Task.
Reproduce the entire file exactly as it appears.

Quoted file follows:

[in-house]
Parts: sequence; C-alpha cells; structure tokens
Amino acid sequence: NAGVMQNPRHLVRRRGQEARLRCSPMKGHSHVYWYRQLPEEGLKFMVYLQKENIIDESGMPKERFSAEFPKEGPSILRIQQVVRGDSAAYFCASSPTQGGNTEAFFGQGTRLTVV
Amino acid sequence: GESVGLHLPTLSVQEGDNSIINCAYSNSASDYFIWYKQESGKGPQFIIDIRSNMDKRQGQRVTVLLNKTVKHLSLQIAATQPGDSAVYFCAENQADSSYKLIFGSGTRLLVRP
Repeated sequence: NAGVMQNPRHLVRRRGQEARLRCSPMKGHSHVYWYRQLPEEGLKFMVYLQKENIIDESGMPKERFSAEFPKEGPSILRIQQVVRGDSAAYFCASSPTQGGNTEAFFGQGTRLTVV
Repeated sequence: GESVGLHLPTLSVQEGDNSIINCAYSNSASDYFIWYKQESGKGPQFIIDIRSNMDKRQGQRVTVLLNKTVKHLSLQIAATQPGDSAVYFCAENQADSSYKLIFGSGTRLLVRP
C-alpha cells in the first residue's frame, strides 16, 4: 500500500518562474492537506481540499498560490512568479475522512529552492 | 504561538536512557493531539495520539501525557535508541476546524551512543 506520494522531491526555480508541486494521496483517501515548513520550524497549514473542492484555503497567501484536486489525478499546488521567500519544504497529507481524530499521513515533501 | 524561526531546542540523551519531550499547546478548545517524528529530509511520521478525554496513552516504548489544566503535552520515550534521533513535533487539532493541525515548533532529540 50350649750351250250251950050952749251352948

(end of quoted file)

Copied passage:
[in-house]
Parts: sequence; C-alpha cells; structure tokens
Amino acid sequence: NAGVMQNPRHLVRRRGQEARLRCSPMKGHSHVYWYRQLPEEGLKFMVYLQKENIIDESGMPKERFSAEFPKEGPSILRIQQVVRGDSAAYFCASSPTQGGNTEAFFGQGTRLTVV
Amino acid sequence: GESVGLHLPTLSVQEGDNSIINCAYSNSASDYFIWYKQESGKGPQFIIDIRSNMDKRQGQRVTVLLNKTVKHLSLQIAATQPGDSAVYFCAENQADSSYKLIFGSGTRLLVRP
Repeated sequence: NAGVMQNPRHLVRRRGQEARLRCSPMKGHSHVYWYRQLPEEGLKFMVYLQKENIIDESGMPKERFSAEFPKEGPSILRIQQVVRGDSAAYFCASSPTQGGNTEAFFGQGTRLTVV
Repeated sequence: GESVGLHLPTLSVQEGDNSIINCAYSNSASDYFIWYKQESGKGPQFIIDIRSNMDKRQGQRVTVLLNKTVKHLSLQIAATQPGDSAVYFCAENQADSSYKLIFGSGTRLLVRP
C-alpha cells in the first residue's frame, strides 16, 4: 500500500518562474492537506481540499498560490512568479475522512529552492 | 504561538536512557493531539495520539501525557535508541476546524551512543 506520494522531491526555480508541486494521496483517501515548513520550524497549514473542492484555503497567501484536486489525478499546488521567500519544504497529507481524530499521513515533501 | 524561526531546542540523551519531550499547546478548545517524528529530509511520521478525554496513552516504548489544566503535552520515550534521533513535533487539532493541525515548533532529540 50350649750351250250251950050952749251352948